It would be premature to make predictions about how inter-Korean relations will be under the next administration based solely on the platform outlined during the campaign. The pledges represented hopeful ideas designed to win votes, not actual policies. And the course of inter-Korean relations and actual policies is unquestionably going to be determined in the context of the political interests of other countries with a stake in the peninsula, notably the US and China.

Park has pointed to the need for strong security measures, but she has also stressed the importance of dialogue. She has said that she will not demand any conditions for dialogue with Pyongyang, and that she is willing to meet with North Korean leader Kim Jong-un if it would help improve inter-Korean relations. The question that needs to be answered now is whether she only plans to engage in dialogue once Pyongyang has made gestures of trust, or whether she hopes to build trust through dialogue. The crux of this is the kind of message she sends to North Korea.

In “A Message of Thanks to the People,” her first press conference after winning the election, she said on Dec. 20 that North Korea’s long-range missile launched “provided a symbolic picture of how serious the security situation we face is.” However, she did not elaborate. Her more reticent approach provided a clear contrast with the approach taken on the same day five years ago by then-president-elect Lee Myung-bak, who hinted at the hard line on Pyongyang to come when he told South Korean and foreign reporters his would be “a different administration from the ones that tried to curry favor with North Korea.”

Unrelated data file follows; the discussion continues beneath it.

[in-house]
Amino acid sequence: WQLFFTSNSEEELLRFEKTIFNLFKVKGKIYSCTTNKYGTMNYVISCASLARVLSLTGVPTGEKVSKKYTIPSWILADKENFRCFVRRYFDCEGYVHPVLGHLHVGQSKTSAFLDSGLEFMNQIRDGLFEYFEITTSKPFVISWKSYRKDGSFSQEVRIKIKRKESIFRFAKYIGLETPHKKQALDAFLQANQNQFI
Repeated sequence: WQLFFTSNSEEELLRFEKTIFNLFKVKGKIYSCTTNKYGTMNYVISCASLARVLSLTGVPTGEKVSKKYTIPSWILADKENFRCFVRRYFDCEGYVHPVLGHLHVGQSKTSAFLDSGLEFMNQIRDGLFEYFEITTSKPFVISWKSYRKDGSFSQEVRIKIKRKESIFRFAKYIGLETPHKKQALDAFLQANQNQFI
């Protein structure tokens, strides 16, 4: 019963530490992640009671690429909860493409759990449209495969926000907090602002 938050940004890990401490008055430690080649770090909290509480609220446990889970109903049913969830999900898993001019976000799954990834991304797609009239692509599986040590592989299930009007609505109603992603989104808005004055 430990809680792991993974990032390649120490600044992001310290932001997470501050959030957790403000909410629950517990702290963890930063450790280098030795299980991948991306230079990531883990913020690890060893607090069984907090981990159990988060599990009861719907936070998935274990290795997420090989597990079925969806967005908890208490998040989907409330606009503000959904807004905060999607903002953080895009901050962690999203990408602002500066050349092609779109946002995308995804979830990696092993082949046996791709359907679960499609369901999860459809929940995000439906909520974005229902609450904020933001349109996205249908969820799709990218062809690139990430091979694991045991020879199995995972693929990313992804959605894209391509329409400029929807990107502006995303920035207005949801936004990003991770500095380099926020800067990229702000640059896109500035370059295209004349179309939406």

Early on, Lee attempted to distinguish his own policies from the “successes” of the preceding Roh Moo-hyun administration. But his approach ended up a failure, breeding conflict and frictions with Pyongyang with its demands for unilateral capitulation. The Lee administration found itself a passive participant in inter-Korean relations, depending on a resumption of the six-party talks on the nuclear issue to reopen dialogue. If Park and her presidential transition committee agree on the need to open up some kind of dialogue with Pyongyang - while continuing to maintain an active deterrent in the interests of national security - then they will need to distinguish their future policies from Lee’s failed ones. Specifically, they will have to use them as the starting point in a trust-building process, forcing North Korea to decide whether or not it is willing to talk.

Park’s response to North Korea’s recent successful rocket launch will be key. While it is unclear just what kind of sanctions are on the way, it has already been demonstrated that sanctions of any kind are ineffective without Beijing on board.

Indeed, a hard-line approach could give North Korea a pretext for a third nuclear test. A spokesperson for the country’s foreign ministry already warned that by showing a “hostile overreaction to our [attempted] satellite launch in April,” the United States “forced us to completely reconsider the nuclear issue.” Any trust-building process to come faces a serious obstacle from the outset.

This means some way around it will have to be found. One helpful approach may be the strategic dialogue with Washington and Beijing that Park mentioned in her platform. This means the new administration would have to position China as an active mediator, with the condition that North Korea abstain from any additional nuclear tests. Park could get things moving again with preliminary steps to resume the six-party talks by encouraging a return to and expansion on the agreement made between Pyongyang and Washington this past Feb. 29, including a halt to rocket launches. This could very well open up the possibility for a turnaround that would lead into a trust-building process on the peninsula.